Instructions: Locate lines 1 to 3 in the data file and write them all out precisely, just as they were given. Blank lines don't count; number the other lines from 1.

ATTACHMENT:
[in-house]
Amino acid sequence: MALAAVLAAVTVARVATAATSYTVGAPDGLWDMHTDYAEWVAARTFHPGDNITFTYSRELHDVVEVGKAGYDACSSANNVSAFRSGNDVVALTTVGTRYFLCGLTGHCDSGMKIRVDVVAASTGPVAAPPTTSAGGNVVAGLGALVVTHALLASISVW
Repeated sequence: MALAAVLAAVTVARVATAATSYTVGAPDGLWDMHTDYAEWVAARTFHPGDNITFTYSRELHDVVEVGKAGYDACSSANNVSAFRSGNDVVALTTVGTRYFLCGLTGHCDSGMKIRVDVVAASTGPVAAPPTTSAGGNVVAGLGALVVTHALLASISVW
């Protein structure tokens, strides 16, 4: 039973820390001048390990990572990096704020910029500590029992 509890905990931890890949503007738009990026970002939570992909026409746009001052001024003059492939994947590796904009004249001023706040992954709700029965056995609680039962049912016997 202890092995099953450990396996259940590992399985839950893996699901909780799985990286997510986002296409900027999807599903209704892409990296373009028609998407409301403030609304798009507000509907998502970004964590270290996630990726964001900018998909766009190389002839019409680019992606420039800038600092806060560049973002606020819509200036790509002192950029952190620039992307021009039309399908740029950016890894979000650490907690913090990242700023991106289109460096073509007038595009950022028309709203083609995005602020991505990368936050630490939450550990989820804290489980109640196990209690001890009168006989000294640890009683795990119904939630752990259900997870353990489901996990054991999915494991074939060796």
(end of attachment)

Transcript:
[in-house]
Amino acid sequence: MALAAVLAAVTVARVATAATSYTVGAPDGLWDMHTDYAEWVAARTFHPGDNITFTYSRELHDVVEVGKAGYDACSSANNVSAFRSGNDVVALTTVGTRYFLCGLTGHCDSGMKIRVDVVAASTGPVAAPPTTSAGGNVVAGLGALVVTHALLASISVW
Repeated sequence: MALAAVLAAVTVARVATAATSYTVGAPDGLWDMHTDYAEWVAARTFHPGDNITFTYSRELHDVVEVGKAGYDACSSANNVSAFRSGNDVVALTTVGTRYFLCGLTGHCDSGMKIRVDVVAASTGPVAAPPTTSAGGNVVAGLGALVVTHALLASISVW